D.C. Health Department Ditches Ad Campaign Encouraging People to Report Food Stamp Fraud

NEW YORK - FEBRUARY 10: Kethia Dorelus a social worker with the Cooperative Feeding Program displays a Federal food stamps card that is used to purchase food on February 10, 2011 in Fort Lauderdale, Florida. Recent statistics show that nationwide, one in seven Americans receives help from the Federal government …
Joe Raedle/Getty Images

The District of Columbia’s health department is ditching a taxpayer-funded ad campaign urging the public to report food stamp fraud.

The D.C. government released a statement on the ads, apologizing to residents for “sharing a message that is not a reflection of our values” and letting the community know the D.C. government had decided to remove them.

“The advertisement missed the mark, and DHS apologizes for sharing a message that is not a reflection of our values,” D.C.’s Department of Human Services (DHS) said in a statement. “In response to community concerns (and our own), DHS is removing the ads and taking steps to ensure future advertisements express our belief that SNAP is a critical and effective program.”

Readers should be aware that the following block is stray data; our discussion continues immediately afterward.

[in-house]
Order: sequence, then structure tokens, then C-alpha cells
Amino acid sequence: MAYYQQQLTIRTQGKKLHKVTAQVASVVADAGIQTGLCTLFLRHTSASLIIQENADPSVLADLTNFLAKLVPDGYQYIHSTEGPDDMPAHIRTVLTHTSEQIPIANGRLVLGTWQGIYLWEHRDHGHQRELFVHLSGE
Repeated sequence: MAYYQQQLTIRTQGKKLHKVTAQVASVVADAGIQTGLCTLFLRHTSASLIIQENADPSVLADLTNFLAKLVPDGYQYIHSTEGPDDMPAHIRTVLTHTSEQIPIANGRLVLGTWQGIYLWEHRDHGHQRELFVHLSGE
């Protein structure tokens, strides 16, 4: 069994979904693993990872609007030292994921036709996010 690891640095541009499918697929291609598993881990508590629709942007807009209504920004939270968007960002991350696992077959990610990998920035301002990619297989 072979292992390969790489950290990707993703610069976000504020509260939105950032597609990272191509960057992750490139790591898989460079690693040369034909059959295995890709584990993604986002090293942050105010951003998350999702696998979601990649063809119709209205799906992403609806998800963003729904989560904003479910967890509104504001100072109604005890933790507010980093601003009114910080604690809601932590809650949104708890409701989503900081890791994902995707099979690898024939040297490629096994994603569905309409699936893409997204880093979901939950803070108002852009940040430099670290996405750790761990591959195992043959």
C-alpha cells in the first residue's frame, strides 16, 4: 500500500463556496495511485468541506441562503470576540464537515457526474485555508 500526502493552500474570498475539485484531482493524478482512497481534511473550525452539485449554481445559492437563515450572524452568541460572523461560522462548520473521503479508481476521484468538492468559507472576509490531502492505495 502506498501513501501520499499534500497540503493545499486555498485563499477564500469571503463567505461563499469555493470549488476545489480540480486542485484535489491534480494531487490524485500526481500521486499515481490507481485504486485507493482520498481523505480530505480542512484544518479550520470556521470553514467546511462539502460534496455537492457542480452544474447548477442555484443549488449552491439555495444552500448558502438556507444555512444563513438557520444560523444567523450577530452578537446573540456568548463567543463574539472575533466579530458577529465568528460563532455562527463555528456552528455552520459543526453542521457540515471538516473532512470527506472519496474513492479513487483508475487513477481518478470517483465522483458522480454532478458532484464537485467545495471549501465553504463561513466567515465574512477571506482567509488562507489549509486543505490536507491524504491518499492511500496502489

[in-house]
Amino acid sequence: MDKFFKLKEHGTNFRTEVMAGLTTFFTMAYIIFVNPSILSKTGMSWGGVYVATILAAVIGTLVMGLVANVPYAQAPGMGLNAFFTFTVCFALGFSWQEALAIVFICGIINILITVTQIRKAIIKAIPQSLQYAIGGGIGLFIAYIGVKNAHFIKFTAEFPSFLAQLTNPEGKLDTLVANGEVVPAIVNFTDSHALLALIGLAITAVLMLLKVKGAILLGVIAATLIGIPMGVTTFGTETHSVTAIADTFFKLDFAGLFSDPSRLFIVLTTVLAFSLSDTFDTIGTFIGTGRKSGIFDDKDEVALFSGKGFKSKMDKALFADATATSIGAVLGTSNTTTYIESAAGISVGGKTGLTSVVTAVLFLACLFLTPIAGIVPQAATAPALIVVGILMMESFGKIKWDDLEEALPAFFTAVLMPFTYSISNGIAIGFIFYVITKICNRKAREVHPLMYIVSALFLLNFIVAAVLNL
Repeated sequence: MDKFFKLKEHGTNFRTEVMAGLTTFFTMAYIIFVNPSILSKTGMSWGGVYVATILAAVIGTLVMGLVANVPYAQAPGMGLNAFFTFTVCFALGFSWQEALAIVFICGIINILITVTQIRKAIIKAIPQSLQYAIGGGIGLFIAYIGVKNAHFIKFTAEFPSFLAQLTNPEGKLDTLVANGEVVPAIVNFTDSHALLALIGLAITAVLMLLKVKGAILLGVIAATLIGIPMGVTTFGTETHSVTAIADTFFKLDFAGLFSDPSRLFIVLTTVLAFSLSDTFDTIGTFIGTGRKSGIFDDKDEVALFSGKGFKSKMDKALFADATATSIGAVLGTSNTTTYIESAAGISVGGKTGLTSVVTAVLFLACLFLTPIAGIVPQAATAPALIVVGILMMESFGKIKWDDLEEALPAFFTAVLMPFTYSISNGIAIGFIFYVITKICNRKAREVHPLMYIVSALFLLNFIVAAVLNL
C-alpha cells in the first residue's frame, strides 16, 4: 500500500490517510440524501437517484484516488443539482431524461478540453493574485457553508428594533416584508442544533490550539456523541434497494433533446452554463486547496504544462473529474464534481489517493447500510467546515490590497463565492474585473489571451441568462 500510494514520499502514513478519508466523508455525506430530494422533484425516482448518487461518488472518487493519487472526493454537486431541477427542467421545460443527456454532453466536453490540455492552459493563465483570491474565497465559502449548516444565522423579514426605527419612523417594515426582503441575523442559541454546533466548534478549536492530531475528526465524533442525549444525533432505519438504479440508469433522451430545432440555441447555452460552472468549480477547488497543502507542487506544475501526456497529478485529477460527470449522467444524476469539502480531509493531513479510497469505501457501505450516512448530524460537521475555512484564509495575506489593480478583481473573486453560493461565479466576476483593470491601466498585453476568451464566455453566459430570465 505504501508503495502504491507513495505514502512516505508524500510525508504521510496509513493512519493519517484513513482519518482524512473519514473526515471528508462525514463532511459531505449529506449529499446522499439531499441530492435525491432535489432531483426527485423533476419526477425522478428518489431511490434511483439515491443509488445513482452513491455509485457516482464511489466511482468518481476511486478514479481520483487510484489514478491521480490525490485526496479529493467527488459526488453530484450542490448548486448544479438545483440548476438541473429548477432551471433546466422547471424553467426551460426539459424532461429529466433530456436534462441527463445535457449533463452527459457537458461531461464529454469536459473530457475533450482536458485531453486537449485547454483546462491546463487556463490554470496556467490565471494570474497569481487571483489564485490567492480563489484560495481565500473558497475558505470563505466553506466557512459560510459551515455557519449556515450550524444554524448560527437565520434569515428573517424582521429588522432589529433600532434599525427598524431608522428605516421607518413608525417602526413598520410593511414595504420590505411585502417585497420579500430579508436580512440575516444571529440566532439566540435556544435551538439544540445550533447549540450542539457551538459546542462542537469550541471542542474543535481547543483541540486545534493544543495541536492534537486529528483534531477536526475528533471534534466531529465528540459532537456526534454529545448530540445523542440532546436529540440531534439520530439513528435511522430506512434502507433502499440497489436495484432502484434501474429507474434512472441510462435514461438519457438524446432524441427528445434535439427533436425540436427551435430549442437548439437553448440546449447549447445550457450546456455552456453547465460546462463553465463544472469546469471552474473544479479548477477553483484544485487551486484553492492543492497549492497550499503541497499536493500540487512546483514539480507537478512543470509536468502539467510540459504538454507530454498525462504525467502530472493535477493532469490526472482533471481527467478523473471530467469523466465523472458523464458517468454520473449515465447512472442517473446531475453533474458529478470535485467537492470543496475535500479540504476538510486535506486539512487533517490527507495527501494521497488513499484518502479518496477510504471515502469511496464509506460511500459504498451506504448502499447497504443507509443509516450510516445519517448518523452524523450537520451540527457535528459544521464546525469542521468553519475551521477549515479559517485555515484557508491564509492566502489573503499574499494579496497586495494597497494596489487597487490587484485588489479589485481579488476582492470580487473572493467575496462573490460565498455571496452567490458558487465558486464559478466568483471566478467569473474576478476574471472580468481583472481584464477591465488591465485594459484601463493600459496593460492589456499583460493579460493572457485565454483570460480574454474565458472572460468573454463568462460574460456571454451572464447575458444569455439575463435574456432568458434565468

The ads were spotted in the city’s Metro rail system as Congress considers tightening eligibility for Supplemental Nutrition Assistance (SNAP) benefits in the 2018 Farm Bill.

The funds for the ad campaign came from a U.S. Department of Agriculture (USDA) grant provided to the district for the sole purpose “of educating residents on ways to ensure the program can meet its goal of addressing food insecurity.”

D.C.—along with nine other states and the territory of Guam—received a $3 million grant from the USDA in 2017 aimed at making the public aware of SNAP fraud.

Despite the USDA’s intent for the money to be spent on SNAP fraud education, the D.C. government said it would “work with food insecurity stakeholders” to promote “more appropriate strategies to educate residents” on fraud prevention.

Because SNAP is a federally-funded program administered by the USDA, federal investigators are most often the ones who catch those engaged in fraudulent activities.

However, most fraud investigations begin at the state level because state agencies are responsible for administering welfare programs such as food stamps.

The most recent USDA data on food stamp prosecutions states that only 122 individuals out of 134,625 SNAP recipients in D.C. were ineligible to receive benefits after being prosecuted for SNAP fraud in 2016.

The same report, however, states that D.C. has the highest percentage of SNAP recipients per capita in the country—20 percent of the district’s population received food stamps in 2016.

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